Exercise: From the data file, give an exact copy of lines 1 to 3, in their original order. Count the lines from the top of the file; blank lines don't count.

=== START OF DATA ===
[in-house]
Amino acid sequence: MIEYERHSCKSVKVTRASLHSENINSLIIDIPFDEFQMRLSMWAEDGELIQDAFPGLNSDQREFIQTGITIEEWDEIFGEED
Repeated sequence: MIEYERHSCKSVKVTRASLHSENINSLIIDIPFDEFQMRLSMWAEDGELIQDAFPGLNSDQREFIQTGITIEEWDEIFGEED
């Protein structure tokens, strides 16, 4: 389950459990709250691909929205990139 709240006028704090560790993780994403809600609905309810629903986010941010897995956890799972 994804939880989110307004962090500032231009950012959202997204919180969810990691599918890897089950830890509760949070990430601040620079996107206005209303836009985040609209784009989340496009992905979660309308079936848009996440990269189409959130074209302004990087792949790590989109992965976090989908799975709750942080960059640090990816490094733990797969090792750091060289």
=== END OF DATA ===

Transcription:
[in-house]
Amino acid sequence: MIEYERHSCKSVKVTRASLHSENINSLIIDIPFDEFQMRLSMWAEDGELIQDAFPGLNSDQREFIQTGITIEEWDEIFGEED
Repeated sequence: MIEYERHSCKSVKVTRASLHSENINSLIIDIPFDEFQMRLSMWAEDGELIQDAFPGLNSDQREFIQTGITIEEWDEIFGEED